MacKenzie Scott stunned the world last year by distributing 5.9 billion dollars to nonprofit organizations nationwide. Unexpected phone calls from persons working closely with her announced a substantial, unexpected donation, shocking nonprofit executives and board members. One stunned organization was in my community – the East Texas Food Bank.
There were no strings attached unless you count requiring the recipient of the news to keep it confidential from everyone, including their board of directors until Scott made it public. Scott did just that in a post on Medium, an online publishing platform.
Six months after her 2019 divorce from Jeff Bezos, she signed the Giving Pledge, described on the Giving Pledge website as “a commitment by the world’s wealthiest individuals and families to dedicate the majority of their wealth to giving back.”
How Would We Expect Scott to Tackle the Challenge?
How would she give the majority of her wealth away when the whole was growing at unprecedented rates as Amazon’s stock value continued to rise?
She gathered a team and began making phone calls learning from field experts, funders and experienced leaders working and making a difference.
In Scott’s own words, they used a “data-driven approach to identify organizations with strong leadership teams and results, with special attention to those operating in communities facing high measures of racial inequity, high local poverty rates, and low access to philanthropic capital.”
The East Texas Food Bank announced on December 19 they were selected by Scott and her team as a recipient of a mega gift that will have an outsized impact on hunger in East Texas.
What I Know About Scott’s Style
I have never met Scott, but I surmise from all I’ve read she takes the responsibility of giving seriously. She seeks information, recognizes the importance of leadership at executive and board levels, and makes time to learn about the issues she cares about before giving.
Starting with a list of 6,490 organizations, they took a deep dive into 822 and came up with a list of 384 nonprofit recipients. Scott is not peering through rose-colored glasses. She says in the Medium post, “We’ll never eliminate every risk through our analysis, but we’ll eliminate many. Then we can select organizations to assist — and get out of their way.”
That’s why Scott looked for indicators of leadership at each organization – to reduce the risk of squandered philanthropy. Years from now, journalists will investigate and report the good and the bad.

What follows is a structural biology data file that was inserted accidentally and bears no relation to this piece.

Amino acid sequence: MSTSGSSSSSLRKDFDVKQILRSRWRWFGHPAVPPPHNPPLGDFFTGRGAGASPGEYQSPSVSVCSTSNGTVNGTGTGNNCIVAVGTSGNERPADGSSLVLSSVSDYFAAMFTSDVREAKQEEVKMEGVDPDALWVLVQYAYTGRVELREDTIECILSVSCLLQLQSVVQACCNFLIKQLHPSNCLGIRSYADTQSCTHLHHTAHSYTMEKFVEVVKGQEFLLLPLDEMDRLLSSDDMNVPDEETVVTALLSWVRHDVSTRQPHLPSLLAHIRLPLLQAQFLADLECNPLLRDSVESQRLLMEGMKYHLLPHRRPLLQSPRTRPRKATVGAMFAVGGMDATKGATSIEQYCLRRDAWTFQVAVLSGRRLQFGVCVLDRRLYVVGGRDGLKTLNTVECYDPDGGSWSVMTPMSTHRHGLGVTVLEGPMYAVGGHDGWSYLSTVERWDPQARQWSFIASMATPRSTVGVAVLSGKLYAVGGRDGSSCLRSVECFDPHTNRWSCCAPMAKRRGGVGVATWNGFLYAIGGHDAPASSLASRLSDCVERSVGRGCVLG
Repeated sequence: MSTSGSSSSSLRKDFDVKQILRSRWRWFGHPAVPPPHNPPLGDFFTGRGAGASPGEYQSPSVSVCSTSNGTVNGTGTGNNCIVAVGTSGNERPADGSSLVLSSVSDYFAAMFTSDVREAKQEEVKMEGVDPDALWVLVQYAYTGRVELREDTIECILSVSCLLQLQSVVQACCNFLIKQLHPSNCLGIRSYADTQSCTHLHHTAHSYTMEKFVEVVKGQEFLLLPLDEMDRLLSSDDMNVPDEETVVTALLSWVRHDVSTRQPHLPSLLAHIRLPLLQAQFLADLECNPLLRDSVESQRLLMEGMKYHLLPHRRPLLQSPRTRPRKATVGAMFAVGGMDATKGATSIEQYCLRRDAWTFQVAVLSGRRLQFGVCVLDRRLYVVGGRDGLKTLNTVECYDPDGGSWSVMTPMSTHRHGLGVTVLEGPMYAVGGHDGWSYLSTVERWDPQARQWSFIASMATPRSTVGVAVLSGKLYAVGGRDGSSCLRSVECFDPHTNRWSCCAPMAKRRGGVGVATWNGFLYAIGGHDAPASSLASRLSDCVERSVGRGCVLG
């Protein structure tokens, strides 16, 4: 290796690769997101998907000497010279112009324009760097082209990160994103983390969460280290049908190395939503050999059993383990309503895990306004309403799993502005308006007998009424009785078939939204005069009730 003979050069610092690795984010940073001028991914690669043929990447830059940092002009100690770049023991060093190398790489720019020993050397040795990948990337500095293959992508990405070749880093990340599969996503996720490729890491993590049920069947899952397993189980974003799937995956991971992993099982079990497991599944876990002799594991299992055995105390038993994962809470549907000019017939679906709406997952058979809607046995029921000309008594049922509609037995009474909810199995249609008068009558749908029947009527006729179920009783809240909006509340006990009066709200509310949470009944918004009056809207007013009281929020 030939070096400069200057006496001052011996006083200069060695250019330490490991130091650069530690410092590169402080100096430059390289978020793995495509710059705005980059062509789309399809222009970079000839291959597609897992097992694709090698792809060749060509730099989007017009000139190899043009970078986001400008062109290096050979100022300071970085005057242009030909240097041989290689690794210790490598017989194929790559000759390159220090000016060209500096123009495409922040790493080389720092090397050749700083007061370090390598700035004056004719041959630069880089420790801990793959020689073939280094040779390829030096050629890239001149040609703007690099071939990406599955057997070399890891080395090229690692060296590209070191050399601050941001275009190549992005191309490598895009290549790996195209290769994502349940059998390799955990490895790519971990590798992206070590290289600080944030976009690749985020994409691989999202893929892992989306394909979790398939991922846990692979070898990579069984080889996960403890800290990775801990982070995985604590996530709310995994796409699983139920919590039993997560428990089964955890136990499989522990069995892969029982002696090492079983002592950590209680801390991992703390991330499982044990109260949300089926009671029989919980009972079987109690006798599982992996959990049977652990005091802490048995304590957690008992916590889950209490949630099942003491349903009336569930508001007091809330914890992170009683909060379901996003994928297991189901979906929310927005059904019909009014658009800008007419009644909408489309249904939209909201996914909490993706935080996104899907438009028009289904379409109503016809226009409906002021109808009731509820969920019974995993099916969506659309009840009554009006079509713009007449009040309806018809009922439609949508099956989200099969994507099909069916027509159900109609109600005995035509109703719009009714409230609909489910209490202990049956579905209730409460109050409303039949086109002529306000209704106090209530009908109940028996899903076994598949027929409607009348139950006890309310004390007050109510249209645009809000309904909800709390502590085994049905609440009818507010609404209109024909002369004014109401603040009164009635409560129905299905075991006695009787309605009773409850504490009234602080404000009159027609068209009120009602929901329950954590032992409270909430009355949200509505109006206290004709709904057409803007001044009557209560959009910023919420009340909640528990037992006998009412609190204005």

What I Look Forward to Reading About in the Future
I’m interested in the tremendous power of saying to a nonprofit organization you are trusted. Give us your absolute best at making the change – no strings attached. Those are the articles I look forward to reading in the coming years.
What can we learn from Scott’s style of philanthropy? How can it make us better at giving, even on a budget?
- Scott started by knowing the issues she wanted to impact.
- She knows enough about herself to know what style of giving matters for her.
- She gathered a team of folks to help her research, access and get dollars out the door quickly.
Scott did not spend several years setting up a private foundation, most often used by billionaires for this level of giving. Scott didn’t build buildings to house a foundation and giving programs.
You Can Give Scott Style
We’re not that different from MacKenzie Scott.
- Identify issues where you want to see change.
- Understand your giving style, what I call Giving Fingerprints. Check it out at www.givingfingerprints.com.
- Research the issue.
- To impact local, understand local—list organizations working on those issues.
- Do internet searches and read newspaper articles, organization newsletters and websites.
- Check out executive leadership and the board of directors.
- Call the organization to learn how to have an immediate impact.
- Talk about it with friends and family. That’s your team.
If you know about an organization that received a Scott gift, make plans to join in the work. The Scott gift was just the beginning for every organization on her list. It will be our job to sustain.
Where do you want to make an impact? Your issues are just as important. Give the Scott style a try and you too can give like a billionaire.
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